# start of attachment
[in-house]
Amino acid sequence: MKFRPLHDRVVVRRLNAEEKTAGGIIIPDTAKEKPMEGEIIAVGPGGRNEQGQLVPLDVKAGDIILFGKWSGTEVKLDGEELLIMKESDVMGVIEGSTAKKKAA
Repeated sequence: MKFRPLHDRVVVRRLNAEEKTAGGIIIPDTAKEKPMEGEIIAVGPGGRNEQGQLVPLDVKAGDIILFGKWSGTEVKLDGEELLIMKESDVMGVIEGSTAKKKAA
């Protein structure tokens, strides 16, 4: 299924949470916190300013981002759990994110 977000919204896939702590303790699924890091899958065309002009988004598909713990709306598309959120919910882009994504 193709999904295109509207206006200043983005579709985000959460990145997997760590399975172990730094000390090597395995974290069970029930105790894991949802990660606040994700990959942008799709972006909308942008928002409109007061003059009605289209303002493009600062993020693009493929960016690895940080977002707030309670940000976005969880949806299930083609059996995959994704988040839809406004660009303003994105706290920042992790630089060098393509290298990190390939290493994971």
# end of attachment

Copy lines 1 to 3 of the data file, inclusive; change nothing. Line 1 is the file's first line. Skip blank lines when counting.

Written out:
[in-house]
Amino acid sequence: MKFRPLHDRVVVRRLNAEEKTAGGIIIPDTAKEKPMEGEIIAVGPGGRNEQGQLVPLDVKAGDIILFGKWSGTEVKLDGEELLIMKESDVMGVIEGSTAKKKAA
Repeated sequence: MKFRPLHDRVVVRRLNAEEKTAGGIIIPDTAKEKPMEGEIIAVGPGGRNEQGQLVPLDVKAGDIILFGKWSGTEVKLDGEELLIMKESDVMGVIEGSTAKKKAA